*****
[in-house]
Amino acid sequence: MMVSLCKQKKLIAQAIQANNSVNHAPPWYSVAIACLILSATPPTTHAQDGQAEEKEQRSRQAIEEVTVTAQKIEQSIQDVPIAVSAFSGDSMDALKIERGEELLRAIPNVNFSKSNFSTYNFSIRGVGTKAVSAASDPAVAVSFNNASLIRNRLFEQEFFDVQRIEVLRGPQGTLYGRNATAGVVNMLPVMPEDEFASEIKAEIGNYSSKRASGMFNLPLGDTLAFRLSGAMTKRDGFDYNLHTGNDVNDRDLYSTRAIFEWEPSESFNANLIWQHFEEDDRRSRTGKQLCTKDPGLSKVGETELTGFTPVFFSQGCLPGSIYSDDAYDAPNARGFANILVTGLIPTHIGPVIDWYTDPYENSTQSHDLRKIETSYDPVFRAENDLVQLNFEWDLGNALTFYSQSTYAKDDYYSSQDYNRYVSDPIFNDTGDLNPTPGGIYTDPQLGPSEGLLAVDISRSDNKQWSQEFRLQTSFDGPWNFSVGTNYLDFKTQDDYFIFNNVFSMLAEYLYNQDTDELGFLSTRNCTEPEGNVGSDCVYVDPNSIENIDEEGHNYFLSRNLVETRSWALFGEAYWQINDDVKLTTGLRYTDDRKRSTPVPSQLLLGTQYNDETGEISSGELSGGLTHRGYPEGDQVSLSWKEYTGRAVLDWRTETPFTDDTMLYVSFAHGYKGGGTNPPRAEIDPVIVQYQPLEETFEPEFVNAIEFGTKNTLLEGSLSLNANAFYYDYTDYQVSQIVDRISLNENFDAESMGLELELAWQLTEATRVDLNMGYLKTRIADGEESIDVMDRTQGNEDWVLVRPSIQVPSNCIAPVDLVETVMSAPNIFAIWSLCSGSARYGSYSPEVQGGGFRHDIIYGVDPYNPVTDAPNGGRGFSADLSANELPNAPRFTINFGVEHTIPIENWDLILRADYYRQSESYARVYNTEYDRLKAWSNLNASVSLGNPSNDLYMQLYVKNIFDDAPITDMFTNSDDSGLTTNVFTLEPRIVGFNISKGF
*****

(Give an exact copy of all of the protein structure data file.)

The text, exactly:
[in-house]
Amino acid sequence: MMVSLCKQKKLIAQAIQANNSVNHAPPWYSVAIACLILSATPPTTHAQDGQAEEKEQRSRQAIEEVTVTAQKIEQSIQDVPIAVSAFSGDSMDALKIERGEELLRAIPNVNFSKSNFSTYNFSIRGVGTKAVSAASDPAVAVSFNNASLIRNRLFEQEFFDVQRIEVLRGPQGTLYGRNATAGVVNMLPVMPEDEFASEIKAEIGNYSSKRASGMFNLPLGDTLAFRLSGAMTKRDGFDYNLHTGNDVNDRDLYSTRAIFEWEPSESFNANLIWQHFEEDDRRSRTGKQLCTKDPGLSKVGETELTGFTPVFFSQGCLPGSIYSDDAYDAPNARGFANILVTGLIPTHIGPVIDWYTDPYENSTQSHDLRKIETSYDPVFRAENDLVQLNFEWDLGNALTFYSQSTYAKDDYYSSQDYNRYVSDPIFNDTGDLNPTPGGIYTDPQLGPSEGLLAVDISRSDNKQWSQEFRLQTSFDGPWNFSVGTNYLDFKTQDDYFIFNNVFSMLAEYLYNQDTDELGFLSTRNCTEPEGNVGSDCVYVDPNSIENIDEEGHNYFLSRNLVETRSWALFGEAYWQINDDVKLTTGLRYTDDRKRSTPVPSQLLLGTQYNDETGEISSGELSGGLTHRGYPEGDQVSLSWKEYTGRAVLDWRTETPFTDDTMLYVSFAHGYKGGGTNPPRAEIDPVIVQYQPLEETFEPEFVNAIEFGTKNTLLEGSLSLNANAFYYDYTDYQVSQIVDRISLNENFDAESMGLELELAWQLTEATRVDLNMGYLKTRIADGEESIDVMDRTQGNEDWVLVRPSIQVPSNCIAPVDLVETVMSAPNIFAIWSLCSGSARYGSYSPEVQGGGFRHDIIYGVDPYNPVTDAPNGGRGFSADLSANELPNAPRFTINFGVEHTIPIENWDLILRADYYRQSESYARVYNTEYDRLKAWSNLNASVSLGNPSNDLYMQLYVKNIFDDAPITDMFTNSDDSGLTTNVFTLEPRIVGFNISKGF